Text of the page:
Six Picks For an ALTERNATIVE Halloween Film Night
Just in case you've exhausted your collection of classics such as THE SHINING (1980), THE EVIL DEAD (1981) & HALLOWEEN (1978), curiously made very close to each other I noticed. There's a reason those sorts of films are watched over and over, but I wanted to write about films that've had less of an audience or deserve to be re-discovered. I've compiled a mix of picks for a Halloween film night focussing on lesser known gems, old and new. Read on for a few filmic treats lurking in the list you maybe haven't tasted before...
1. CROOKED HOUSE (2008)
Mark Gatiss stars in & writes a refreshing ghostly drama about an ominous manor house that keeps (very) dark secrets & is the setting for various spooky stories from varying periods of time; that then leads up to a present day atmospheric climax. Originally aired as a three-part TV series showed on consecutive nights in the run up to Christmas Eve, inspired by the GHOST STORIES FOR CHRISTMAS. The DVD however, joins the episodes together to make one long film. Whilst this doesn't hurt CROOKED HOUSE too much, this wasn't how it was broadcast affecting the structure of the narrative as it was for TV - that an episode would end when a story concluded. This is a real gem & it's really cheap to buy too. Towards the end it moves into TWILIGHT ZONE territory & you're drawn increasingly into the lore of the house; DOWNTON ABBEY, this is not!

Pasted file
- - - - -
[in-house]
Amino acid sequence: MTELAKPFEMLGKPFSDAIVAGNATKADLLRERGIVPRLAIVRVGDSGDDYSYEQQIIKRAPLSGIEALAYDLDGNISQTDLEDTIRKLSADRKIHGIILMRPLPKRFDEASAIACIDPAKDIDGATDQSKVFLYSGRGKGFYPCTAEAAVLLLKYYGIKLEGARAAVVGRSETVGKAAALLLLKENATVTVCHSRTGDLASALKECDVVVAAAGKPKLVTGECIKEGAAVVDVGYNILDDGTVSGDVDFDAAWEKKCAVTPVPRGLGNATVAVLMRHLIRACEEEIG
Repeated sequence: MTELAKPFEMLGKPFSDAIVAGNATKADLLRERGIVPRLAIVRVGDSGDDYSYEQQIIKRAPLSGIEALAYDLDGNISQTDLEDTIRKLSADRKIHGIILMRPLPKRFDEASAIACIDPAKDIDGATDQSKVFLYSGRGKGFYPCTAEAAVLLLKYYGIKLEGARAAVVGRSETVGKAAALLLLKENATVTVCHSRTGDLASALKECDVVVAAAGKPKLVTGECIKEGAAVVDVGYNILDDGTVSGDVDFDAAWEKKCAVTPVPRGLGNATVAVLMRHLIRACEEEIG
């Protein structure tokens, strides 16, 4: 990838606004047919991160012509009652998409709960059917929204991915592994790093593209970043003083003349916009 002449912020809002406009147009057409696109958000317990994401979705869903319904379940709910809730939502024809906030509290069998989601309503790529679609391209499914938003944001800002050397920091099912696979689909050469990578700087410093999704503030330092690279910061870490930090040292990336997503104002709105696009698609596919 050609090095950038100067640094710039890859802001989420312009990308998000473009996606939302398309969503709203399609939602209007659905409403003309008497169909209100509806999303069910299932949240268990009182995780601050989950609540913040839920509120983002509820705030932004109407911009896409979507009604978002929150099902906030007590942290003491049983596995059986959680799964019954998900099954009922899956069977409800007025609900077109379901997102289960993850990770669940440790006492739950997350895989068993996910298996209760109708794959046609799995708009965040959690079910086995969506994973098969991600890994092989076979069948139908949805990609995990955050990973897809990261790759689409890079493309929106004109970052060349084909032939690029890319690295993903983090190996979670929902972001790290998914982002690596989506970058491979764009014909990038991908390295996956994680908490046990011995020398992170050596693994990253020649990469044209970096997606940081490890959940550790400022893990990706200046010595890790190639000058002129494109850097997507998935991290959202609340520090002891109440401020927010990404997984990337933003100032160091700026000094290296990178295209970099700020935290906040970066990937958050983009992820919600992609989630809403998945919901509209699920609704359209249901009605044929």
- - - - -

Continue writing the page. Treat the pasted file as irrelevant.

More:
2. I SAW THE DEVIL (2010)
A film that mixes, bends & challenges genre. I debated having it on this list - is it a horror film? Is it a slasher film? Is it a revenge film? Is it an action film even? Well it's these questions that naturally play in the mind whilst you watch the film, deciphering what'll occur next, that's part of it's addiction to watch closely with intrigue & fear. This is without a doubt one of the most suspenseful films I've ever seen, real unrelenting suspense; an indisputable example, from director Kim Jee-Woon, of a film mixing art with staples of horror such as gore & ultra-violence. Not that an "art" film shouldn't include content of that nature, but to see such a talented director dedicated to the telling of this hardcore story is really quite the experience. It's unrelentingly violent, shocking & creates full bloodied chaos within such precise filmmaking beauty, it deserves to be hailed as a modern classic.
3. THE INNOCENTS (1961)